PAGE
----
Monday, 18 May 2009

an emotional story

maori tv does it again. last night they had a documentary film about the pull-out from gaza by the israeli government. i'll get on to that in a moment, but i just want to make the point that the maori tv model shows what properly funded public sector broadcasting can bring us. this film would never have aired on the other channels.

the film itself was very moving, and was presented from the point of view of the police and army who had the responsibility of removing settlers and demolishing settlements in gaza. there was no vocie over of any kind, the film didn't seek to make any judgements as such. i saw it as a means for people to see the pressure that was put on these people in authority, the abuse they had to suffer and the patience they showed, in carrying out a task that they did not necessarily agree with.

from that perspective, it was extremely effective. it showed decent people who were simply carrying out their jobs. it showed extremely young people who struggled with the curses and the angry tirades, the pleading and the tears that were directed at them. it showed the cost of peace in the middle east, and the entrenched positions of some of the players.

the only problem i had, and it isn't a criticism of the film as such, was the absence of palestinians in the story. the reason i say it isn't a criticism is because the film was very focussed on what it was bringing to the viewer, and palestinians really weren't part of the story. the point i want to highlight, though, is that the palestinians must feel exactly the same way as the settlers did when the land was taken from them, and is being taken still.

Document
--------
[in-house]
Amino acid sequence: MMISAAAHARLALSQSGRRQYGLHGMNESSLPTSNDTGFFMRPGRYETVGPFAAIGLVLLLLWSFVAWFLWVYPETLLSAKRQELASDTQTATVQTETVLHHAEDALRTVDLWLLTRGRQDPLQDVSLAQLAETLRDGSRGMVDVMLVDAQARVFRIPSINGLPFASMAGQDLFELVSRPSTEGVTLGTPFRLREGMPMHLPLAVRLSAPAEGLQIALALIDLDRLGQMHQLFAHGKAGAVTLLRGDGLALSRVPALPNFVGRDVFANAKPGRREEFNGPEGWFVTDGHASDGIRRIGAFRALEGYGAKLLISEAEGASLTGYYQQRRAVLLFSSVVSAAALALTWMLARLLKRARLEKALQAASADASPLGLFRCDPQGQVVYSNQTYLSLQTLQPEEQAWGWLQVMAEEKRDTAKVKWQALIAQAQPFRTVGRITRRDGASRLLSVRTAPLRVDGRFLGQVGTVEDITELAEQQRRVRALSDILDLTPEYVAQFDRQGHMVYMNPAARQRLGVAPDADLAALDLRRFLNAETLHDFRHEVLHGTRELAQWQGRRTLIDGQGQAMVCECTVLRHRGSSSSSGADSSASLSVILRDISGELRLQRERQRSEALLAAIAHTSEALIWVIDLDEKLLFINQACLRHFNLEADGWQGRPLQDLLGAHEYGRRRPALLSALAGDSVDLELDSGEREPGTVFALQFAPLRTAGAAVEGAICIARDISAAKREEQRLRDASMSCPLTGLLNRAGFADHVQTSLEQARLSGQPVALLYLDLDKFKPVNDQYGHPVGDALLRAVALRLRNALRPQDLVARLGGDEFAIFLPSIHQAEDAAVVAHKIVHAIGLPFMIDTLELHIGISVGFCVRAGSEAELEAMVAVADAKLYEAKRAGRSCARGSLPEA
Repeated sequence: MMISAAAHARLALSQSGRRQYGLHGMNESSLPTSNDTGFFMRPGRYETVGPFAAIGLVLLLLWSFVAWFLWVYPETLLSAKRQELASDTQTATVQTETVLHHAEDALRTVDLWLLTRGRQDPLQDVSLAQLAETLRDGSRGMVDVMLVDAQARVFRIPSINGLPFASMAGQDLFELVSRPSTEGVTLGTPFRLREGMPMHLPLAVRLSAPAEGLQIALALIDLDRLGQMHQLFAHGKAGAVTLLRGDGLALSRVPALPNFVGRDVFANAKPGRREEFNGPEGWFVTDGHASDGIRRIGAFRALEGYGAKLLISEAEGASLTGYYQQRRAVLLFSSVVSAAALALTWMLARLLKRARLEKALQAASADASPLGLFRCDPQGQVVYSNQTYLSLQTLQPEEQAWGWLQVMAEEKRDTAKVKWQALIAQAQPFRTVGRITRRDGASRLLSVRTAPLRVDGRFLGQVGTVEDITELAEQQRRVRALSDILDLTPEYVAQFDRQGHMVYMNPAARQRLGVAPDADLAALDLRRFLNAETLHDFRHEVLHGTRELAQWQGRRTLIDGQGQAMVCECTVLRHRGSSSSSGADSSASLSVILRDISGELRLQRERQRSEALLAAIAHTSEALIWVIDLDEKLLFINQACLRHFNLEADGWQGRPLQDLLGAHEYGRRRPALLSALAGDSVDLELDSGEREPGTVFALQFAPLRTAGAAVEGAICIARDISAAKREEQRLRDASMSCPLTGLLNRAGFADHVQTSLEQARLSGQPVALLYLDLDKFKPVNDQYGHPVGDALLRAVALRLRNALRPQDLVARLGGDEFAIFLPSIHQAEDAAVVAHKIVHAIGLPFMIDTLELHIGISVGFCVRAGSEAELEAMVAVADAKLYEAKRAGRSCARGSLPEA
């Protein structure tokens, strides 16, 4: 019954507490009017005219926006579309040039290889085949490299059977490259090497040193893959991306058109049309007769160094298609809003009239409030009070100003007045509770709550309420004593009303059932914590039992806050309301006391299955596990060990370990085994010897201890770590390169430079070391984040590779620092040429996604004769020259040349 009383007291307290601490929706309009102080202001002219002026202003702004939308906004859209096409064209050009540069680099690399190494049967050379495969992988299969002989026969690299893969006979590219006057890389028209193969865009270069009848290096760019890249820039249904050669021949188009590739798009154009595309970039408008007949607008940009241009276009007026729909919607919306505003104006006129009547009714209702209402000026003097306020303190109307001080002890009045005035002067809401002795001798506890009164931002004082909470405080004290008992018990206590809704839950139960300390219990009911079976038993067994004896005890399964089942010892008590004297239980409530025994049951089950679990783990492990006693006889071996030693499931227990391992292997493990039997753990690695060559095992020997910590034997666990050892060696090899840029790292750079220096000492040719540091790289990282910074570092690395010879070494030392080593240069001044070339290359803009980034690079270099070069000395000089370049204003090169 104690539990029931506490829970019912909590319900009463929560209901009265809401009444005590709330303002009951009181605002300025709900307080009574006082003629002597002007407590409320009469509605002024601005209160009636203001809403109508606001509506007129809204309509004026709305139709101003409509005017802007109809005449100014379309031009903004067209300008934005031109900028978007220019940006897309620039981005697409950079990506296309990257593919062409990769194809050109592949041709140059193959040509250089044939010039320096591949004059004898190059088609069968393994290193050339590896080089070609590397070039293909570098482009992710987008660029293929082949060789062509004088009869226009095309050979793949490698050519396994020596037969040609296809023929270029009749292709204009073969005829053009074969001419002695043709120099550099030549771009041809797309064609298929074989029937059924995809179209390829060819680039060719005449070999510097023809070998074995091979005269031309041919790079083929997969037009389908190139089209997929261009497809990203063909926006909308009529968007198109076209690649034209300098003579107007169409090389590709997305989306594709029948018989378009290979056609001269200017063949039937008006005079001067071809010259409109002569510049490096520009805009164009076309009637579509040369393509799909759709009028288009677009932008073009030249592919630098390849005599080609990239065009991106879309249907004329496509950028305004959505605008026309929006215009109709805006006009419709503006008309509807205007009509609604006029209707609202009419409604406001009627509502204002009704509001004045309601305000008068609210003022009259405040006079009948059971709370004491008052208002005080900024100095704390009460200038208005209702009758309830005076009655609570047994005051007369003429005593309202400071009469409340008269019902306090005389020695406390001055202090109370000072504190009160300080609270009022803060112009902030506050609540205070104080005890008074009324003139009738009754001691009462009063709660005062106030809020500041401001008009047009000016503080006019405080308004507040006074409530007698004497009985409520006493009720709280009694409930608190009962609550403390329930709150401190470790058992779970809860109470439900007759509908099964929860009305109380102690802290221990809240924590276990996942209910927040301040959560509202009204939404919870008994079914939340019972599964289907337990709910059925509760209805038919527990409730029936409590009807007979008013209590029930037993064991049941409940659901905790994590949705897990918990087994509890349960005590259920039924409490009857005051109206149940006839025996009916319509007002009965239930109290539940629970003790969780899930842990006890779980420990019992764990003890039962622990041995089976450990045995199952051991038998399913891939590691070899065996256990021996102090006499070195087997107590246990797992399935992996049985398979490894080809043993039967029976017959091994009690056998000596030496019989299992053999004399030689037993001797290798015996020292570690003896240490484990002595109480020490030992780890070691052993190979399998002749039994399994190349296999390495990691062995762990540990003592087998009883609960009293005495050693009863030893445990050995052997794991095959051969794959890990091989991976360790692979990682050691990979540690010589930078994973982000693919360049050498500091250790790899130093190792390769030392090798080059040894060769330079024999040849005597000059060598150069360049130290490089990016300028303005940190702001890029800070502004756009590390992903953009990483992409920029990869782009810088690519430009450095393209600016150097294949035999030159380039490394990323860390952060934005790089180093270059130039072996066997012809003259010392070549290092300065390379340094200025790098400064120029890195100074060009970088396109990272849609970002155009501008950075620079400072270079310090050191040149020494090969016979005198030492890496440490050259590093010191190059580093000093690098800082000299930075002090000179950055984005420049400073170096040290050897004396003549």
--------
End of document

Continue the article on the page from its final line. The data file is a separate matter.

as i watched one of the settlers crying because she was being evicted from a home that she had lived in for 20 years, i wondered if she could possibly identify with palestinians who had lost land that had been in their family for hundreds of years. i wonder if she would understand and sympathise with their tears. i think of all the home demolitions, the wall, the inability to farm their own land or use the water, the continually increasing number of settlements encroaching on the occupied territories. all of these are losses that are deep and painful, and cause much heartbreak.

this piece on radio nz gave a pretty good understanding of settler thinking, as well as the thinking of the current israeli prime minister. frankly, it will be a miracle if the rate of growth of illegal settlements in the west bank slows; forget about dismantling them.

there is so much emotion tied to this land. and i don't mean to give the impression that i'm insensitive to the grief of the people who were taken from gaza. that's far from the case, and i especially feel for the younger ones who have known nothing else.

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